Laboratory tests are not perfect. I hope this does not come to a surprise to anyone. In a perfect world, a lab test would always identify individuals with a specific condition from those who don’t have that condition. Unfortunately, we don’t live in that world and so lab test results must be interpreted beyond the “negative” or “positive” result or any other way in which a lab test result is reported. Human beings and their health and disease states are complicated and few lab tests can lump people into binary buckets of “yes” or “no.” That’s precisely true for tests of ruptured membranes that might be used during the course of a woman’s pregnancy.
We’ve written about tests for ruptured membranes before here and here. Rupture of membranes (ROM) is the term used to describe the breaking of the amniotic sac, as normally occurs before the onset of labor. If this happens earlier than the 37thweek of pregnancy it is called preterm ROM (PROM).
It’s important to detect women with ruptured membranes, particularly women with PROM, because PROM can lead to complications such as intrauterine infection, umbilical cord compression, and premature birth. Fortunately, there are tests to help identify pregnant women with ROM or PROM. The more reliable of these tests detect substances in amniotic fluid; and amniotic fluid is not normally present in vaginal fluid samples obtained from women with intact membranes. If these substances are detected, then it’s possible the fetal membranes have ruptured. But these tests are not foolproof!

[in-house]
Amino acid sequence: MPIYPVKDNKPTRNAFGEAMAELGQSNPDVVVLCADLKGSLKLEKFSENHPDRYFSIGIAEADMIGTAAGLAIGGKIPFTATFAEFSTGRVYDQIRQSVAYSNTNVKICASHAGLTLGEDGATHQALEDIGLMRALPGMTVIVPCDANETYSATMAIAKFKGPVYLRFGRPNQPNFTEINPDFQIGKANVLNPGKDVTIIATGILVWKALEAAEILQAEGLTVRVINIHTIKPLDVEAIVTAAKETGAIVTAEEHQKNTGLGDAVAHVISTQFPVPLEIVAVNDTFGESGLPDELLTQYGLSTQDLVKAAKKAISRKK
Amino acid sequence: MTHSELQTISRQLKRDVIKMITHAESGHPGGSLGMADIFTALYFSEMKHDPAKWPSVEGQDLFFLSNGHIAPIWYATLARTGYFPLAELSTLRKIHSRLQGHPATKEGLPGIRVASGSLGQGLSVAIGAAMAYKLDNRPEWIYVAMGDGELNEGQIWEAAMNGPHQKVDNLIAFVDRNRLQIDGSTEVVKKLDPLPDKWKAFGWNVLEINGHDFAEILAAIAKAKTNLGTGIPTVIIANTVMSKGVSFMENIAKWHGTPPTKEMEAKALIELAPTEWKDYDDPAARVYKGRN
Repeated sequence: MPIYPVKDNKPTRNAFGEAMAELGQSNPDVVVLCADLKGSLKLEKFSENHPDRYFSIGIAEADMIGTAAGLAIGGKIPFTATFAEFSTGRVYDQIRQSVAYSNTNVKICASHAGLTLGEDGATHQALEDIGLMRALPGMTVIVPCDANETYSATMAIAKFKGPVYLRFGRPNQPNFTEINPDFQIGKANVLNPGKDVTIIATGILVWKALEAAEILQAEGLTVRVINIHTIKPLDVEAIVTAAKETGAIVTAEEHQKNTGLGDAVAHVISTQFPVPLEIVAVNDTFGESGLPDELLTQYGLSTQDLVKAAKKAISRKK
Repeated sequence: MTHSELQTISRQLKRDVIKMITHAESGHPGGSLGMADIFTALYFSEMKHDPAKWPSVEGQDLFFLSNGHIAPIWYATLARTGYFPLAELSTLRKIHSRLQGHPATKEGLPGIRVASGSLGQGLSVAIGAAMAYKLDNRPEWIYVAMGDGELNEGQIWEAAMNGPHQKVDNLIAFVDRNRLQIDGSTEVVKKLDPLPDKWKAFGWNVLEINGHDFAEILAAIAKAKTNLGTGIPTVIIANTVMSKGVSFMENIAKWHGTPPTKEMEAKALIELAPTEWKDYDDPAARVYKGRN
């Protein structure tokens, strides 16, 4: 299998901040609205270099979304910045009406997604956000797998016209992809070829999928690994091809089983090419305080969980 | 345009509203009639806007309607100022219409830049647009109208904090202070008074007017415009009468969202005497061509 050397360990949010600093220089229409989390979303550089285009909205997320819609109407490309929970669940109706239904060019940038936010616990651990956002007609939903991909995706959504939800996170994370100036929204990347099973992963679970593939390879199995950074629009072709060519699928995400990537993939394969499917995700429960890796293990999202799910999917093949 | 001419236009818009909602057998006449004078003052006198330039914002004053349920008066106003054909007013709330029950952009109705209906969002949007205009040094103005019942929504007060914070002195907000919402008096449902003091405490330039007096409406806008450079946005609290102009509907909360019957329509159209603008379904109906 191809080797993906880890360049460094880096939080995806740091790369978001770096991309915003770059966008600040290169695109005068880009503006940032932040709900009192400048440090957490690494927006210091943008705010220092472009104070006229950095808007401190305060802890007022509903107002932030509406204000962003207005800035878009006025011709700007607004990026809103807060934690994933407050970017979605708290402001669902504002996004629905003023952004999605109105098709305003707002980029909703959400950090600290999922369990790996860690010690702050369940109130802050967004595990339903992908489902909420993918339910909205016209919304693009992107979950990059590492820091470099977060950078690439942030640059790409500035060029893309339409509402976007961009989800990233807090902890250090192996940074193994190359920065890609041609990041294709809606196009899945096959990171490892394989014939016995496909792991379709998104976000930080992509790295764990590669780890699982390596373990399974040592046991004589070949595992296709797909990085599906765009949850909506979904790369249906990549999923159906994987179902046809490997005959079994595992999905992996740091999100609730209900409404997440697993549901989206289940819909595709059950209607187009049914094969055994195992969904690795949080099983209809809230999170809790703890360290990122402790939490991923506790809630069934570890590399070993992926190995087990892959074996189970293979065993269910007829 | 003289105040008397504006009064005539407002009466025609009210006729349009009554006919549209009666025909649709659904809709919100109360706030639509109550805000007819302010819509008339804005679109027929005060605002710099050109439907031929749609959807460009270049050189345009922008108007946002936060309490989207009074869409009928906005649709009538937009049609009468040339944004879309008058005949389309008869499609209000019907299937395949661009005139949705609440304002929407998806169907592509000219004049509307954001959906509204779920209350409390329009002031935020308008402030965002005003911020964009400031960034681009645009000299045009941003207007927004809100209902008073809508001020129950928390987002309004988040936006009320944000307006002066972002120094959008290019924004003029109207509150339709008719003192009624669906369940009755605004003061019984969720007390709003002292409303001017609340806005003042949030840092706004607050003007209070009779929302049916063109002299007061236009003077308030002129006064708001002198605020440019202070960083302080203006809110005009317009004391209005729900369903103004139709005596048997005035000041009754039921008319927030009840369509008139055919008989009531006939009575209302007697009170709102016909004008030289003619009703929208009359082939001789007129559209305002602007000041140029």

The U.S. FDA recently issued a “letter to healthcare providers” about the risks associate with the use of tests for ruptured membranes. In this letter, FDA reminds providers that over-reliance on tests for ruptured membranes can lead to serious, adverse events. Note the “over-reliance” comment. It echoes what I state above, that lab test results are not perfect tests. FDA confirms that“ 13 fetal deaths and multiple reports of health complications in pregnant women” have been reported because of over-reliance on the accuracy of ruptured membrane tests. In this letter, FDA reminds providers that tests of ruptured membranes should be “part of an overall clinical assessment,”which usually includes physical examinationof the patient as well as tests to detect leaking amniotic fluid.
As laboratory professionals, it is incumbent upon us to continually stress the strengths and limitationsof the tests that are performed in our labs every day.